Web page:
Yet to say that soldiers placed slavery at the center of the war is to open rather than solve a mystery. Neither the authors nor intended audiences of these remarks held high office or made policy. Few owned slaves, and few of the white soldiers thought of themselves as abolitionists. They were instead very ordinary men of the type unlikely to figure into historical inquiries into the causes of the Civil War, and often assumed, even by historians from both the North and the South who for decades have acknowledged that without slavery there would have been no Civil War in the United States, to be little more than pawns swept up in events they probably did not understand, let alone consent to or shape. Members of the general public recognize even less of a connection between soldiers, slavery, and the Civil War. My most recent reminder of this sobering truism came at a wedding in September 2005 when a man from Buffalo, New York who had no idea what I do for a living spent more than an hour insisting that slavery had nothing to do with the conflict. And who can blame him? The Confederate ranks consisted primarily of men who owned no slaves, and historians have not convincingly explained why those men would fight a war they knew was waged to prevent the destruction of slavery. At the same time, scant numbers of the white men who filed into the Union Army had ever laid eyes on a slave, though most harbored their own prejudice against black people, so why would they fight to end slavery? And why would more than 180,000 black men fight for a government that had smiled on the enslavement of members of their race for its entire existence? What, in other words, did a "war about slavery" mean to the men who fought the Civil War, and why would it be important enough to fight?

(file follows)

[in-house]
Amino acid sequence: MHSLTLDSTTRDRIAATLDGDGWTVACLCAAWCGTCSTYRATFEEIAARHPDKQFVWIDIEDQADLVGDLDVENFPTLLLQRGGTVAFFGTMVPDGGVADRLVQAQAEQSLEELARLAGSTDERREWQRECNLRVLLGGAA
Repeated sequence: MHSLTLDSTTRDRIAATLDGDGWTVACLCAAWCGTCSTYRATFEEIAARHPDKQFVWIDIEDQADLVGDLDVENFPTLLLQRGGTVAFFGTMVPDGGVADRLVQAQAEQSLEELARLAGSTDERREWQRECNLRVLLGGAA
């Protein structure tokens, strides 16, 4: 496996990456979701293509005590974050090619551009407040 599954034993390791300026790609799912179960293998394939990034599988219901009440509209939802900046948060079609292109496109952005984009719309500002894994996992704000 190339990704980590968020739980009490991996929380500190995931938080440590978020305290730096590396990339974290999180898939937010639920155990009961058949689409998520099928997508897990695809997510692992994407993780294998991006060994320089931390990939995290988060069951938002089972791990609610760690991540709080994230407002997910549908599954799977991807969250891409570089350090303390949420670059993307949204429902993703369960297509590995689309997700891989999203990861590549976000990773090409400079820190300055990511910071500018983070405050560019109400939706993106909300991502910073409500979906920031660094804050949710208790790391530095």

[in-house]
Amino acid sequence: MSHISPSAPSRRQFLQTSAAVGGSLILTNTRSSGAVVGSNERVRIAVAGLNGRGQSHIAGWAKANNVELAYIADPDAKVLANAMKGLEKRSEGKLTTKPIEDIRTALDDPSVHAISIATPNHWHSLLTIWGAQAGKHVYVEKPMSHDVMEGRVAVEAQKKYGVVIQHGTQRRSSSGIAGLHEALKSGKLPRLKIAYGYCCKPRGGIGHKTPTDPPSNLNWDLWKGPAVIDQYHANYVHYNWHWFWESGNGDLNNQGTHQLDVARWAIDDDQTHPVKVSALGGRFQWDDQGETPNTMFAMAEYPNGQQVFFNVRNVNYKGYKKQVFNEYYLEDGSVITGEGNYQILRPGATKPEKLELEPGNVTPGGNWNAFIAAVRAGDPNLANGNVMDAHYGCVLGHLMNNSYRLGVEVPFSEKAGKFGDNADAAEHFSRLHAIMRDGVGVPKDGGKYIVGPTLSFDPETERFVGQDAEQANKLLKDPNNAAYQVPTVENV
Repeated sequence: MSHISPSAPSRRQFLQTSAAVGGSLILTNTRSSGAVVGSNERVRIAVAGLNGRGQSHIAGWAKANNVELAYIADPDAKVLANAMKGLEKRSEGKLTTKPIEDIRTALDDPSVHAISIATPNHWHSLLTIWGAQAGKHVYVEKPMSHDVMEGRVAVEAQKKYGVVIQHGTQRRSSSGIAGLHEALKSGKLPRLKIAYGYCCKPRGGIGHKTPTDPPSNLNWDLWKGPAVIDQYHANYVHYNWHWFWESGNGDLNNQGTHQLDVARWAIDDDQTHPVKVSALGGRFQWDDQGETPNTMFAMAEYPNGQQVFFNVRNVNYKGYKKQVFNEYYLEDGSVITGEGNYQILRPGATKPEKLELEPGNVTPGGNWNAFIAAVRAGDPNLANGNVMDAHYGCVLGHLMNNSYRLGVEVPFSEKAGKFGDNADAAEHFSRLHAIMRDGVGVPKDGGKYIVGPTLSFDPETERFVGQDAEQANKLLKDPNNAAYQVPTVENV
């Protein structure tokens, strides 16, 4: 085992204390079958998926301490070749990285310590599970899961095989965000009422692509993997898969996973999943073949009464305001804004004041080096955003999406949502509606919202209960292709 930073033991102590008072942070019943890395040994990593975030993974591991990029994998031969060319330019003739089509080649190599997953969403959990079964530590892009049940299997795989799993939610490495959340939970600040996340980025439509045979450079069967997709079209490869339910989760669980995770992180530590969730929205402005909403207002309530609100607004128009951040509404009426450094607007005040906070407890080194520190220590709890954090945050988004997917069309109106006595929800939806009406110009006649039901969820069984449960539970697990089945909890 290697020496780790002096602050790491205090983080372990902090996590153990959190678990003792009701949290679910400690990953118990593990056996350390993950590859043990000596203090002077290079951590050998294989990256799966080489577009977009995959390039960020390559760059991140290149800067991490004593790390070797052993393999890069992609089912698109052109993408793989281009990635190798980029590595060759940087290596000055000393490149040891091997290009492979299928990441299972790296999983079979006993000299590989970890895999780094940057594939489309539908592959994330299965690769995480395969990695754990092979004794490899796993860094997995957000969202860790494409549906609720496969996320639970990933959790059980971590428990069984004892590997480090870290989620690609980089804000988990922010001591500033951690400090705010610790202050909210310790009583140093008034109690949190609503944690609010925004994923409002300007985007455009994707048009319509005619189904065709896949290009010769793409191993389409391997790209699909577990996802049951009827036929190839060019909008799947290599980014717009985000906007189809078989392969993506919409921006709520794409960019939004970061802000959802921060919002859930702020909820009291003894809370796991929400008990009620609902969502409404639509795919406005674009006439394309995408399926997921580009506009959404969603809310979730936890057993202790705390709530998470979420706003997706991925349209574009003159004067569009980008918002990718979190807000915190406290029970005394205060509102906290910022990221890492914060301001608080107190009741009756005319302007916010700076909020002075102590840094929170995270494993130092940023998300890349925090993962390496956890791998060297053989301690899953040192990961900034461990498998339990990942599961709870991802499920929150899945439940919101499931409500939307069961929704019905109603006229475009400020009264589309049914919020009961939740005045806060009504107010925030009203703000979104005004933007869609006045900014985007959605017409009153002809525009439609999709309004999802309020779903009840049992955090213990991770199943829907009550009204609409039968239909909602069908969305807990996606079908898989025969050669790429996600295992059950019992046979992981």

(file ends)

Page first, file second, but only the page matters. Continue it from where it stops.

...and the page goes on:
This book is about what ordinary soldiers thought about the relationship between slavery and the Civil War. It is not about soldier's motivations for enlisting, for individuals chose to do that for widely varied reasons. Seldom did a man enlist for money, since the pay was low and unreliable. Few joined the military because they were forced; both Union and Confederate armies overwhelmingly consisted of volunteers. Many enlisted out of senses of duty or personal honor. Some became soldiers in order to take part in what they assumed would be the biggest adventure of their lives. While some Northerners entered the ranks to eradicate slavery, others enlisted to preserve the Union with small concern for enslaved African Americans. In the South, many took up arms to safeguard their own slave property or their hopes to own slaves one day, while others shouldered rifles out of the belief that doing so protected their homes and families.